Universities have long contended that what students take from their time with us is more than just what they get on the course. It’s the opportunity they have for personal development and the life experiences they get from the opportunity to broaden their horizons, meet new people, try new things.
The research, much from the USA and Australia, backs up this contention. Vicki Trowler (2010) in a review of student engagement research presents a significant body of literature showing the correlation between student involvement in certain types of ‘educationally purposive activities’ and ‘positive outcomes of student success’.
What is so interesting is that the mix described above is almost all best served via the student’s own academic department. Of course a wider university, with its exciting opportunities for co and extra-curricular activities and its excellent systems of support and advice is crucial in our large and complex institution. But, a look at the crucial types of engagement suggests that it is to the academic home where we need to focus if student engagement, and hence student success, is to be fostered.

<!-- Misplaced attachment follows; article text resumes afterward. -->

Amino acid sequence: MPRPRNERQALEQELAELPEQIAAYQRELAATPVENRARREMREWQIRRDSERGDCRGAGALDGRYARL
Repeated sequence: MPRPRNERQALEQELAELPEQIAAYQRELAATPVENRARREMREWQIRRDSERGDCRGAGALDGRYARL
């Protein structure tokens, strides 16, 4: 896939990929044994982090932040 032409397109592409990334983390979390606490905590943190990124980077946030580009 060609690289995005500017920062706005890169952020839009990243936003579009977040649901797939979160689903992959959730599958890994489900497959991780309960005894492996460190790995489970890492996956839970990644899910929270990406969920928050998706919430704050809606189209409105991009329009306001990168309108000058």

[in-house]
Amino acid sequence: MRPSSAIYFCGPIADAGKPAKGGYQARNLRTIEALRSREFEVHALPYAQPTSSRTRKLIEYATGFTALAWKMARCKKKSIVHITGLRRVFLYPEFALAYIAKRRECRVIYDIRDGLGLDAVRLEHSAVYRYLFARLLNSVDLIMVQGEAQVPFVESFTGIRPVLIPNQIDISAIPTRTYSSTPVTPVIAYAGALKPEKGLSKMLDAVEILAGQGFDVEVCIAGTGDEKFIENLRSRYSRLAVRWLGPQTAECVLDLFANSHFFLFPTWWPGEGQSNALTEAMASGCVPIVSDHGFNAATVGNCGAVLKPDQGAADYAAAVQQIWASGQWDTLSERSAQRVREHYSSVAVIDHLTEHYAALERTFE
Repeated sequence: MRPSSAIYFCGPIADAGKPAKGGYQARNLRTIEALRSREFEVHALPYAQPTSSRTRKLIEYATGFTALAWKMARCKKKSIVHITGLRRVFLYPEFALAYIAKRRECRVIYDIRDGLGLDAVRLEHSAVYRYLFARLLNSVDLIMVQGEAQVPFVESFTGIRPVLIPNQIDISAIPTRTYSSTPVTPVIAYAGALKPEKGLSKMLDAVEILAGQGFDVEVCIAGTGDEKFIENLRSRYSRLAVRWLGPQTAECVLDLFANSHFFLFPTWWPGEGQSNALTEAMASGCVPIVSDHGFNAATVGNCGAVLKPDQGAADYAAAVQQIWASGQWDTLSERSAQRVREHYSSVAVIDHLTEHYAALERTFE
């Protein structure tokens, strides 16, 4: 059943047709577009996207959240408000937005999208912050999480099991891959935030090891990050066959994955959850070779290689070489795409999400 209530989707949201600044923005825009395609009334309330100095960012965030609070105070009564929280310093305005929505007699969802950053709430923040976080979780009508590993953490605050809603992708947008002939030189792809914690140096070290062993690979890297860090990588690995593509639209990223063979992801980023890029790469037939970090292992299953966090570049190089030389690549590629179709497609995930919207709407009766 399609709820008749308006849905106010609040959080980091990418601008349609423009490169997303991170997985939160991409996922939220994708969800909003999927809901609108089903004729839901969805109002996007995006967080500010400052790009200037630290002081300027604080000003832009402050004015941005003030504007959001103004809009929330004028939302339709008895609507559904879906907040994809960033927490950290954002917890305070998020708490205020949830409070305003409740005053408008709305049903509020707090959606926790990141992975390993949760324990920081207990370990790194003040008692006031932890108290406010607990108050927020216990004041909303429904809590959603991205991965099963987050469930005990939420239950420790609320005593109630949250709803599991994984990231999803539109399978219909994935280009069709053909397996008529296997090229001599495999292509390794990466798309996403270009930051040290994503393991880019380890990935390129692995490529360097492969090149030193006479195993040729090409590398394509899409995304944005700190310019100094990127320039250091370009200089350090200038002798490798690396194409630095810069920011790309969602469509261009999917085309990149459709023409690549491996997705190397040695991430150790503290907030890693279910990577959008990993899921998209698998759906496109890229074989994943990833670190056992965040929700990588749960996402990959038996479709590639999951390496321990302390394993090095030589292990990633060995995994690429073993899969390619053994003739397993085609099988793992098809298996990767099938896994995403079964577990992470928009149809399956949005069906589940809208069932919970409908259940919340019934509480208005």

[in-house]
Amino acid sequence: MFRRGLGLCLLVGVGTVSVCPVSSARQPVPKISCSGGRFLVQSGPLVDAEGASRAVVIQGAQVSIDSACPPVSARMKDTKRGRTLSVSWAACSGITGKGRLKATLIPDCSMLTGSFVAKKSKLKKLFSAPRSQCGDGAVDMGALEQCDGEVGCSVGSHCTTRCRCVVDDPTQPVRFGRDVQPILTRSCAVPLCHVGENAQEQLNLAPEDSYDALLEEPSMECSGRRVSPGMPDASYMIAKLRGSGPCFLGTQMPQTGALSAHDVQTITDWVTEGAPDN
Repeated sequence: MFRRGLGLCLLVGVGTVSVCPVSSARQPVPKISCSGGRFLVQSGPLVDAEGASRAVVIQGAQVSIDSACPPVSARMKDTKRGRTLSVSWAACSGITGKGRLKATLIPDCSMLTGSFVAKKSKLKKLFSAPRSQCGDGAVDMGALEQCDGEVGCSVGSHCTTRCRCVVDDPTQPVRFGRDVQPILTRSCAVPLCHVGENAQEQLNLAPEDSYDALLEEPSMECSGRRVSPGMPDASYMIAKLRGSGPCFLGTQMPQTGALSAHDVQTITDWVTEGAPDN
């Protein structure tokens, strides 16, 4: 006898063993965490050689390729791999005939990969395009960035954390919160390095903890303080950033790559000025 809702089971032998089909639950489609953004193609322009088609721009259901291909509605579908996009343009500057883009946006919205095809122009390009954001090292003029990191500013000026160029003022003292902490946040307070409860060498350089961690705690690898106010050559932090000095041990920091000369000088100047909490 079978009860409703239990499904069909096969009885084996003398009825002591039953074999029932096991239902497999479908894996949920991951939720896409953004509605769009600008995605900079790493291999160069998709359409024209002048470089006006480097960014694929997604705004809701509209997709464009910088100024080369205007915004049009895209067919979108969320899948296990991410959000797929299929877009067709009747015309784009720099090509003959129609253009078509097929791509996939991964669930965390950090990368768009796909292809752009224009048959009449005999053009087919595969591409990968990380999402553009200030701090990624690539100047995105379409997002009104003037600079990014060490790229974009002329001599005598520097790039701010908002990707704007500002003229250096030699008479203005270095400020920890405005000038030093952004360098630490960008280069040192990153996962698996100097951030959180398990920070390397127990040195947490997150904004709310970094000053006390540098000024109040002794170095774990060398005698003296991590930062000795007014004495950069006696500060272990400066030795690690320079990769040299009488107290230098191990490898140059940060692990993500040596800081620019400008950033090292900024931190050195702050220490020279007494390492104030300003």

Is it good for everybody?
…engagement increases the odds that any student – educational and social background notwithstanding – will attain his or her educational and personal objectives, acquire the skills and competencies demanded by the challenges of the twenty-first century, and enjoy the intellectual and monetary advantages associated with the completion of the baccalaureate degree. Kuh (2009: 698)
How do we foster engagement at department level?
Although the National Student Survey is much maligned, most people would agree that the best departments do come to the top. So, what are their students actually saying about their department? Taken from the free text comments of students from one high-scoring Liverpool department where 40 written responses were made: